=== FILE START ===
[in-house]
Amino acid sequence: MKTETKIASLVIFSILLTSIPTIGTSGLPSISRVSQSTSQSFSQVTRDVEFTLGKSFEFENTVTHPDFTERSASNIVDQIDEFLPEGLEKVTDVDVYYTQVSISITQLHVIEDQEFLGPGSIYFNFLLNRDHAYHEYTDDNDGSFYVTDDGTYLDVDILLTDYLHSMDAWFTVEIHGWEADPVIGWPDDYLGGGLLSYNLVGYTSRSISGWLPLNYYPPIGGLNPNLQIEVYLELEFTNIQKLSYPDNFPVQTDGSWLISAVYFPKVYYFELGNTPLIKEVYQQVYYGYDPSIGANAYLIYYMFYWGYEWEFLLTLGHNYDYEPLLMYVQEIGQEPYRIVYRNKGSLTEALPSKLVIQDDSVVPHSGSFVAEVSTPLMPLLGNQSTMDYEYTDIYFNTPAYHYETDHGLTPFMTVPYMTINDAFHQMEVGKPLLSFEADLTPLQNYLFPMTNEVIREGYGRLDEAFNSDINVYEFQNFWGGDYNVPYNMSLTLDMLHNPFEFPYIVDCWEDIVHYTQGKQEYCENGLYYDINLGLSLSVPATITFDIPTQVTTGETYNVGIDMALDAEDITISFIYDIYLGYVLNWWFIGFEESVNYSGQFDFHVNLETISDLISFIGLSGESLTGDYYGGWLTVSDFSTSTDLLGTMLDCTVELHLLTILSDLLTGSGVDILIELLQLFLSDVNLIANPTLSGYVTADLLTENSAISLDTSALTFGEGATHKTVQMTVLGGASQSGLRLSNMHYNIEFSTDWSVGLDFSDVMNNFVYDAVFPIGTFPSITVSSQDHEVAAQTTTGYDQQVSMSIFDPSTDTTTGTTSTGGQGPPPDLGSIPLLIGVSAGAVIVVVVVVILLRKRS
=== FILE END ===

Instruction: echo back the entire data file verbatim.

[in-house]
Amino acid sequence: MKTETKIASLVIFSILLTSIPTIGTSGLPSISRVSQSTSQSFSQVTRDVEFTLGKSFEFENTVTHPDFTERSASNIVDQIDEFLPEGLEKVTDVDVYYTQVSISITQLHVIEDQEFLGPGSIYFNFLLNRDHAYHEYTDDNDGSFYVTDDGTYLDVDILLTDYLHSMDAWFTVEIHGWEADPVIGWPDDYLGGGLLSYNLVGYTSRSISGWLPLNYYPPIGGLNPNLQIEVYLELEFTNIQKLSYPDNFPVQTDGSWLISAVYFPKVYYFELGNTPLIKEVYQQVYYGYDPSIGANAYLIYYMFYWGYEWEFLLTLGHNYDYEPLLMYVQEIGQEPYRIVYRNKGSLTEALPSKLVIQDDSVVPHSGSFVAEVSTPLMPLLGNQSTMDYEYTDIYFNTPAYHYETDHGLTPFMTVPYMTINDAFHQMEVGKPLLSFEADLTPLQNYLFPMTNEVIREGYGRLDEAFNSDINVYEFQNFWGGDYNVPYNMSLTLDMLHNPFEFPYIVDCWEDIVHYTQGKQEYCENGLYYDINLGLSLSVPATITFDIPTQVTTGETYNVGIDMALDAEDITISFIYDIYLGYVLNWWFIGFEESVNYSGQFDFHVNLETISDLISFIGLSGESLTGDYYGGWLTVSDFSTSTDLLGTMLDCTVELHLLTILSDLLTGSGVDILIELLQLFLSDVNLIANPTLSGYVTADLLTENSAISLDTSALTFGEGATHKTVQMTVLGGASQSGLRLSNMHYNIEFSTDWSVGLDFSDVMNNFVYDAVFPIGTFPSITVSSQDHEVAAQTTTGYDQQVSMSIFDPSTDTTTGTTSTGGQGPPPDLGSIPLLIGVSAGAVIVVVVVVILLRKRS